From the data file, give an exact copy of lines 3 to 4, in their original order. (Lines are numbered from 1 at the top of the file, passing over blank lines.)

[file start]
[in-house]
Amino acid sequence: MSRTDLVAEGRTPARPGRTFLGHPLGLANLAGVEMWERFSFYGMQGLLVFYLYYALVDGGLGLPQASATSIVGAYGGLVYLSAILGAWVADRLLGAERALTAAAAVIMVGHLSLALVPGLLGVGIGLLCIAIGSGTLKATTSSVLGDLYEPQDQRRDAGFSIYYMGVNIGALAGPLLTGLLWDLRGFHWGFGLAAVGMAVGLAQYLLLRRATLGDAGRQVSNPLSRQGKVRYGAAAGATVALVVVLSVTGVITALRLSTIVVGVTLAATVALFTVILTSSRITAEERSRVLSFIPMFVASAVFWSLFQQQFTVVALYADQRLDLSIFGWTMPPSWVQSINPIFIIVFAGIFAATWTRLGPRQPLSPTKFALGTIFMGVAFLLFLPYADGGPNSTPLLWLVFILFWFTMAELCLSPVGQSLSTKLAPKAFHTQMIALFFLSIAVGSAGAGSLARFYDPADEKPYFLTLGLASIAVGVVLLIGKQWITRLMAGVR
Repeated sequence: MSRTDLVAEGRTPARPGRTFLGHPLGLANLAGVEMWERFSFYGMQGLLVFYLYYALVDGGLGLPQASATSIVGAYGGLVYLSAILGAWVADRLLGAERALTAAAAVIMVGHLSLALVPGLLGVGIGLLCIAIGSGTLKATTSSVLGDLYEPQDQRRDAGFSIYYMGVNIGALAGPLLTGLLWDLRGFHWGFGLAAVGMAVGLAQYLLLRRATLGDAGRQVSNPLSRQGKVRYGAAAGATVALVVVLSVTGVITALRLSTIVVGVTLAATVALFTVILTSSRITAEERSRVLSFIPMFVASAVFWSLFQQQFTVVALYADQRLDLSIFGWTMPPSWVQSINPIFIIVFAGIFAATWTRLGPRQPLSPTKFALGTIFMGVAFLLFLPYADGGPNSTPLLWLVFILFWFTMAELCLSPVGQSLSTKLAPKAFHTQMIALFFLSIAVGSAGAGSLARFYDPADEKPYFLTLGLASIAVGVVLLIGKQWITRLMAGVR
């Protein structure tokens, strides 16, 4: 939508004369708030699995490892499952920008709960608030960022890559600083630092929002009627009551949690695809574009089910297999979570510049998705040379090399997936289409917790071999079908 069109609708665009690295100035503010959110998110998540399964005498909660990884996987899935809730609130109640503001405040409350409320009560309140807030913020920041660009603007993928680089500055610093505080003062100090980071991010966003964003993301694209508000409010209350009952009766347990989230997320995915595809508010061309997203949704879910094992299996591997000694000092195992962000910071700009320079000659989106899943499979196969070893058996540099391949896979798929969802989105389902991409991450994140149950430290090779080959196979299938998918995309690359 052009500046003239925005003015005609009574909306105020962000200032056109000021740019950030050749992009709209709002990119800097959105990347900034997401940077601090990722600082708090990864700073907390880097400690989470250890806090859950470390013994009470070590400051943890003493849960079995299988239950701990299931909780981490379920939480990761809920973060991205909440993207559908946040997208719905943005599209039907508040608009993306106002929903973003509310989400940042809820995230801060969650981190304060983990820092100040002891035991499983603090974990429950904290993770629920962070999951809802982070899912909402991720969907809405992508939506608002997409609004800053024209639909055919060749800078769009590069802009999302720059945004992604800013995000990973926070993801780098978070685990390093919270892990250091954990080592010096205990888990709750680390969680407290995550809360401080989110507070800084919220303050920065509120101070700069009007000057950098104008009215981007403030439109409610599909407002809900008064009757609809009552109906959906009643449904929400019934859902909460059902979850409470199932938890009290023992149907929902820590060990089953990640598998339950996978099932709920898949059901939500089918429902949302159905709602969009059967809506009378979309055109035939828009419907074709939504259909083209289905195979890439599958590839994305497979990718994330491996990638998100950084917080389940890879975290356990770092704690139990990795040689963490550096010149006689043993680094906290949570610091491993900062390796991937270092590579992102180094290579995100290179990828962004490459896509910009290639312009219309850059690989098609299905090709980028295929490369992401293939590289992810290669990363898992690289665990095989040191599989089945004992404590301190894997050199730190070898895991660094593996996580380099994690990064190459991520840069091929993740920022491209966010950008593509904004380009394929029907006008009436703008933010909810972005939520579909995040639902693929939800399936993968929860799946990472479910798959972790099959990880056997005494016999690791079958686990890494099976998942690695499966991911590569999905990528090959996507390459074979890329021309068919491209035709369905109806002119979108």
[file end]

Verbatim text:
Repeated sequence: MSRTDLVAEGRTPARPGRTFLGHPLGLANLAGVEMWERFSFYGMQGLLVFYLYYALVDGGLGLPQASATSIVGAYGGLVYLSAILGAWVADRLLGAERALTAAAAVIMVGHLSLALVPGLLGVGIGLLCIAIGSGTLKATTSSVLGDLYEPQDQRRDAGFSIYYMGVNIGALAGPLLTGLLWDLRGFHWGFGLAAVGMAVGLAQYLLLRRATLGDAGRQVSNPLSRQGKVRYGAAAGATVALVVVLSVTGVITALRLSTIVVGVTLAATVALFTVILTSSRITAEERSRVLSFIPMFVASAVFWSLFQQQFTVVALYADQRLDLSIFGWTMPPSWVQSINPIFIIVFAGIFAATWTRLGPRQPLSPTKFALGTIFMGVAFLLFLPYADGGPNSTPLLWLVFILFWFTMAELCLSPVGQSLSTKLAPKAFHTQMIALFFLSIAVGSAGAGSLARFYDPADEKPYFLTLGLASIAVGVVLLIGKQWITRLMAGVR
């Protein structure tokens, strides 16, 4: 939508004369708030699995490892499952920008709960608030960022890559600083630092929002009627009551949690695809574009089910297999979570510049998705040379090399997936289409917790071999079908 069109609708665009690295100035503010959110998110998540399964005498909660990884996987899935809730609130109640503001405040409350409320009560309140807030913020920041660009603007993928680089500055610093505080003062100090980071991010966003964003993301694209508000409010209350009952009766347990989230997320995915595809508010061309997203949704879910094992299996591997000694000092195992962000910071700009320079000659989106899943499979196969070893058996540099391949896979798929969802989105389902991409991450994140149950430290090779080959196979299938998918995309690359 052009500046003239925005003015005609009574909306105020962000200032056109000021740019950030050749992009709209709002990119800097959105990347900034997401940077601090990722600082708090990864700073907390880097400690989470250890806090859950470390013994009470070590400051943890003493849960079995299988239950701990299931909780981490379920939480990761809920973060991205909440993207559908946040997208719905943005599209039907508040608009993306106002929903973003509310989400940042809820995230801060969650981190304060983990820092100040002891035991499983603090974990429950904290993770629920962070999951809802982070899912909402991720969907809405992508939506608002997409609004800053024209639909055919060749800078769009590069802009999302720059945004992604800013995000990973926070993801780098978070685990390093919270892990250091954990080592010096205990888990709750680390969680407290995550809360401080989110507070800084919220303050920065509120101070700069009007000057950098104008009215981007403030439109409610599909407002809900008064009757609809009552109906959906009643449904929400019934859902909460059902979850409470199932938890009290023992149907929902820590060990089953990640598998339950996978099932709920898949059901939500089918429902949302159905709602969009059967809506009378979309055109035939828009419907074709939504259909083209289905195979890439599958590839994305497979990718994330491996990638998100950084917080389940890879975290356990770092704690139990990795040689963490550096010149006689043993680094906290949570610091491993900062390796991937270092590579992102180094290579995100290179990828962004490459896509910009290639312009219309850059690989098609299905090709980028295929490369992401293939590289992810290669990363898992690289665990095989040191599989089945004992404590301190894997050199730190070898895991660094593996996580380099994690990064190459991520840069091929993740920022491209966010950008593509904004380009394929029907006008009436703008933010909810972005939520579909995040639902693929939800399936993968929860799946990472479910798959972790099959990880056997005494016999690791079958686990890494099976998942690695499966991911590569999905990528090959996507390459074979890329021309068919491209035709369905109806002119979108």